The next day I was curious about the lady. I didn't poke and pry and sniff around, I just looked at the pictures on the wall, the color choices, the decorating and the photos. This is not CSI Miami. I did not have the magnifying glass and tweezers out.
I made some assumptions:
-She was small and short, the doorways were short, the livingroom furniture was small, and Bigness had to duck through to move from room to room. The doorways are always small in Mexico, Bigness informed me, its dem small people. The lower items were dust free, the higher items were dusty (wrong - she was as tall as me)
-She liked TV, for there was a TV in each bedroom and the livingroom (probably right)
-She was in her early 50s and a widow, lots of dusty silk flower arrangements and kitschy fish knick knacks. (wrong - much younger, and not sure of the marital status)
-She has short hair. I have long hair and shed like bigfoot. Hair in my drain, hair on the brush, hair hair hair everywhere, its a problem. I found no hair anywhere. (wrong - she has long hair)
-She likes wine because I saw 4 wine cork screws in the silverware drawer, and she had an empty wine rack in a cupboard (probably correct)
-She liked men (probably right, because she brought a boyfriend to Belize)
-Her favorite color combination is orange and turquoise (probably right as those were the predominant colors)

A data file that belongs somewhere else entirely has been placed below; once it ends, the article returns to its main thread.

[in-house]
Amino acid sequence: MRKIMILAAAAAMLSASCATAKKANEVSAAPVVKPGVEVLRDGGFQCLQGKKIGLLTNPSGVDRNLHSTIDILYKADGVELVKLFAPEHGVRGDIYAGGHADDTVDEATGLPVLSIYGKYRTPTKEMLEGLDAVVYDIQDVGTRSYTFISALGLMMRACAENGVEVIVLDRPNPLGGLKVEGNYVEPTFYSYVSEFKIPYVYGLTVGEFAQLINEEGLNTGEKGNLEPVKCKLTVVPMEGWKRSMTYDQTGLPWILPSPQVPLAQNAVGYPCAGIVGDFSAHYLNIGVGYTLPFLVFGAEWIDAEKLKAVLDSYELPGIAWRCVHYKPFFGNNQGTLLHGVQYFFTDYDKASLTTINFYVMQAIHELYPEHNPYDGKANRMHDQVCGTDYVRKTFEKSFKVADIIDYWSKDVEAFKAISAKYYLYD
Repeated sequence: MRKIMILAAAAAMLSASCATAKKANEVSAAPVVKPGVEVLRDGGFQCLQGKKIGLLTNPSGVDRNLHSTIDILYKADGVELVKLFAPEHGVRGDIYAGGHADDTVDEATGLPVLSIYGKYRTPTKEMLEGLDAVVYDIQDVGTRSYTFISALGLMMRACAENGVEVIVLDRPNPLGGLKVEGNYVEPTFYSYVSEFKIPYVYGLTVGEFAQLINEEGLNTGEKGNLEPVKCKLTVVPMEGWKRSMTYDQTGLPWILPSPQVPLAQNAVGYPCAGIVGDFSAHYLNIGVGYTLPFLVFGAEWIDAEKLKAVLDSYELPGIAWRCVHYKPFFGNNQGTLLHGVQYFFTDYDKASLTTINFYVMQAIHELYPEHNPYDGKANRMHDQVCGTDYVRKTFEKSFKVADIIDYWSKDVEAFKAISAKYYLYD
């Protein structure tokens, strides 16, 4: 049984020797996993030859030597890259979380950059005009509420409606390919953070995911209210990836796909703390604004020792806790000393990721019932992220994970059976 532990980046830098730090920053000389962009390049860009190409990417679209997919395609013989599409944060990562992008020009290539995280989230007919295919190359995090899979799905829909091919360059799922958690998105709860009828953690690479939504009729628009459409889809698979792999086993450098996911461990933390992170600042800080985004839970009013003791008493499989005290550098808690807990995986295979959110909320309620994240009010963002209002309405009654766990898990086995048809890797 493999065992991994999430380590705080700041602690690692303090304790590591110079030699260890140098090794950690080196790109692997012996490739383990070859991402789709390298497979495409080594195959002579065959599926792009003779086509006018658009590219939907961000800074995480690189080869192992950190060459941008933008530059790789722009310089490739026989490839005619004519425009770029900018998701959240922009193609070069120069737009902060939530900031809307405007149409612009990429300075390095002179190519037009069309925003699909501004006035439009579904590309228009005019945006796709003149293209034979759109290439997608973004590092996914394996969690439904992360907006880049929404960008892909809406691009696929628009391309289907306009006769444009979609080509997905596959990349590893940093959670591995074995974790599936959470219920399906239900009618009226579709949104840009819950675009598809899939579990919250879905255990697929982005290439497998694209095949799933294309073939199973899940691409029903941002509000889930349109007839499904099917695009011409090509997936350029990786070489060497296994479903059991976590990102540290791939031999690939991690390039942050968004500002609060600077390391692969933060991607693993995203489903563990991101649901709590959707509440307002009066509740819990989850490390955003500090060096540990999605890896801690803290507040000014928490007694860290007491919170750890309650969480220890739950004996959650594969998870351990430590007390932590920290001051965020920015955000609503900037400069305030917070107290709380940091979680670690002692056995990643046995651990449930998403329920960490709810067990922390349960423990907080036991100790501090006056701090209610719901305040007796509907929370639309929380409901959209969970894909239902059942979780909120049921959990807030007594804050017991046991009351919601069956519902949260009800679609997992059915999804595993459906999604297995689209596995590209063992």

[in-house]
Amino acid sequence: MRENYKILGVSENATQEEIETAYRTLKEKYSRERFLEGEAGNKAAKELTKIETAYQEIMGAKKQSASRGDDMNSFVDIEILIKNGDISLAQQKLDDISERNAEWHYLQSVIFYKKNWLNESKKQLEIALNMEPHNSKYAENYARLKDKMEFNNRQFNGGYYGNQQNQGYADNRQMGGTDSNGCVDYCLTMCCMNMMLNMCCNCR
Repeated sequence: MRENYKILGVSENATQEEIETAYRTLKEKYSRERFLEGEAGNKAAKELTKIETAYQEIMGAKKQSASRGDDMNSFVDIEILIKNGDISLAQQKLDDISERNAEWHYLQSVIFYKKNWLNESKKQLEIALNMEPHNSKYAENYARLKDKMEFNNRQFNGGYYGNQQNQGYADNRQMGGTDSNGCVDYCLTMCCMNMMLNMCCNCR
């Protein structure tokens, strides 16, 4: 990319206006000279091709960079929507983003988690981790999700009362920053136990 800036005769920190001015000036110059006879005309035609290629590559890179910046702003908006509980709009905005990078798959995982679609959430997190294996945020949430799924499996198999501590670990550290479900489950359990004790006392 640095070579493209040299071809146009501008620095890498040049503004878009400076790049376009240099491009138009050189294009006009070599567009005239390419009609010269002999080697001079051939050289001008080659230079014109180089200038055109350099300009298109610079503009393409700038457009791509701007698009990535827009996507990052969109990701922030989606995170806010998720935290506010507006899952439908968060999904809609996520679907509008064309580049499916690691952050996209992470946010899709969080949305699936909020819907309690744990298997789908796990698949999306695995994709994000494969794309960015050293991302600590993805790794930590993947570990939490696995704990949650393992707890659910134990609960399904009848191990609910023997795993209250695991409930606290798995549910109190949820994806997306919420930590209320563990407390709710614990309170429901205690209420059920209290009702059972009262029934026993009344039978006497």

-She loves tropical fish, there was an encyclopedia of tropical fish on the stand under the TV, hand-painted fish plates on the table, starfish candles, a framed Matisse print on the wall of a glass bowl on a table with fish. The guest towels in the bathroom were decorated with fish. She had ceramic fish hanging on the walls.
She had a few complaints about us, the sink drain in the kitchen ran slow, which is true, for the past 2 weeks. (its fixed now) The water pressure up and down. True again, that's life living on an island with no municipal water supply, we rely on wells and cisterns. We have a 100 gallon gravity feed reservior on the roof and if the demand is high, the water comes slow. Hey, we're lucky we even HAVE water, its the dry season. Its like everything here in Belize, don't get too upset about it, because if you do, its just going to take longer. Everything is a little bit broken, just like the government.